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Vazquez v. State

Supreme Court of Delaware

November 25, 2014

CARLOS VAZQUEZ, Defendant Below, Appellant,
v.
STATE OF DELAWARE, Plaintiff Below, Appellee

Submitted October 1, 2014

Case Closed December 11, 2014.

Editorial Note:

This decision has been designated as "Table of Decisions Without Published Opinions." in the Atlantic Reporter.

Court Below--Superior Court of the State of Delaware, in and for New Castle County. Cr. ID No. 1201019507.

Before HOLLAND, RIDGELY, and VALIHURA, Justices.

ORDER

Randy J. Holland, Justice

This 25th day of November 2014, upon consideration of the appellant's Supreme Court Rule 26(c) brief, his attorney's motion to withdraw, the State's response, supplemental submissions of the parties, and the record below, it appears to the Court that:

(1) In February 2012, the appellant, Carlos Vazquez, was indicted on charges of Drug Dealing, two counts of Conspiracy in the Second Degree, Possession of a Firearm During Commission of a Felony (" PFDCF" ), Aggravated Possession, and two counts of Possession of a Firearm by a Person Prohibited (" PFBPP" ).

(2) On May 2, 2012, Vazquez pled guilty to Drug Dealing and PFBPP. The State agreed to recommend no more than eight years of Level V incarceration at sentencing and to dismiss the remaining charges. When the Superior Court read Count VI of the indictment (the count number listed in the Plea Agreement) and asked Vazquez if he understood that charge (PFBPP based upon Vazquez's possession of heroin), his counsel and the prosecutor interrupted to state that the charge did not sound correct. The prosecutor stated that Count VIII was the correct count (PFBPP based upon Vazquez's 2005 conviction for PFDCF). The Superior Court then read Count VIII of the indictment to Vazquez, who indicated that he understood the charge and committed the offense of possessing a firearm after having been convicted of PFDCF in 2005. In supplemental submissions requested by this Court, the State and Vazquez's counsel agree that Vazquez pled guilty to Count VIII of the indictment.

(3) At Vazquez's sentencing hearing on July 27, 2012, the State indicated that although the intent had been for Vazquez to plead guilty to Count VIII of the indictment (a Class D felony under 11 Del. C. 1448(c) subject to a Level V sentence of three to eight years), it would not challenge the investigative services report finding that Vazquez had pled guilty to Count VI (a Class F felony under 11 Del. C. 1448(c) subject to a Level V sentence of up to three years). The State continued to recommend that Vazquez be sentenced to eight years of Level V incarceration. The Superior Court sentenced Vazquez to twenty years of Level V incarceration, suspended after six years for decreasing levels of supervision, on the Drug Dealing charge and three years of Level V incarceration, suspended after two years for one year of Level III supervision, on the PFBPP charge. Vazquez was also sentenced to three years of Level V incarceration for a violation of probation. Vazquez did not file a direct appeal.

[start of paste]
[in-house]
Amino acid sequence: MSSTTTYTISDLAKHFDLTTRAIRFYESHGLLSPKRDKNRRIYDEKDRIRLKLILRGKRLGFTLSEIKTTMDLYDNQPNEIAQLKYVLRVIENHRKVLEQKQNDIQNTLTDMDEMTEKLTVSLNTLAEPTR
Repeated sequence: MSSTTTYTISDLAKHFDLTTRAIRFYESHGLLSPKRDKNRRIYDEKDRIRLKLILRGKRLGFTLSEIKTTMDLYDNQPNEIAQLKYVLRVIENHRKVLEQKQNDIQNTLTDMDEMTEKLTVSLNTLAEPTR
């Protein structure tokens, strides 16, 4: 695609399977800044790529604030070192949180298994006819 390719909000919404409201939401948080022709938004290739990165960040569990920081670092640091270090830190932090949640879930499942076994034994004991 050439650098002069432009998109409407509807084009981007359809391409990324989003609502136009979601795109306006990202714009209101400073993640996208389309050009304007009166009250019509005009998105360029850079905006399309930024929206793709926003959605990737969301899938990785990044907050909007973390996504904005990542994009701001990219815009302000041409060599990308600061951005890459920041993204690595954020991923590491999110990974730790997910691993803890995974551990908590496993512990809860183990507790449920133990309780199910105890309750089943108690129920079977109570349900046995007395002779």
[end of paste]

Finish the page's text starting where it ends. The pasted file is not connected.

(4) On August 15, 2013, Vazquez filed a pro se motion for postconviction relief. Vazquez claimed that he was coerced into pleading guilty because his counsel failed to investigate his criminal history and incorrectly informed him that he could be found a habitual offender and sentenced to life imprisonment. After the filing of the motion, counsel was appointed to represent Vazquez and Vazquez's former counsel submitted an affidavit responding to Vazquez's claims. The State also responded to Vazquez's motion. According to Vazquez's former counsel, he investigated Vazquez's criminal history, determined Vazquez would not be eligible for sentencing as a habitual offender, convinced the State that Vazquez would not be eligible for sentencing as a habitual offender, and informed Vazquez that he faced a substantial sentence even though he was not eligible for sentencing as a habitual offender.

(5) On May 22, 2014, the Superior Court denied Vazquez's motion for postconviction relief. The Superior Court concluded that Vazquez's ineffective assistance of counsel claim was contrary to the record and without merit. This appeal followed.

(6) Vazquez's postconviction counsel (" Counsel" ) has filed a no-merit brief and motion to withdraw under Supreme Court Rule 26(c) on the ground that that the appeal is without merit. Counsel has identified errors relating to the statutory penalties, minimum mandatory penalties, and Truth-in-Sentencing (" TIS" ) guidelines that appeared in the TIS Guilty Plea Form. By letter, counsel informed Vazquez of the provisions of Rule ...


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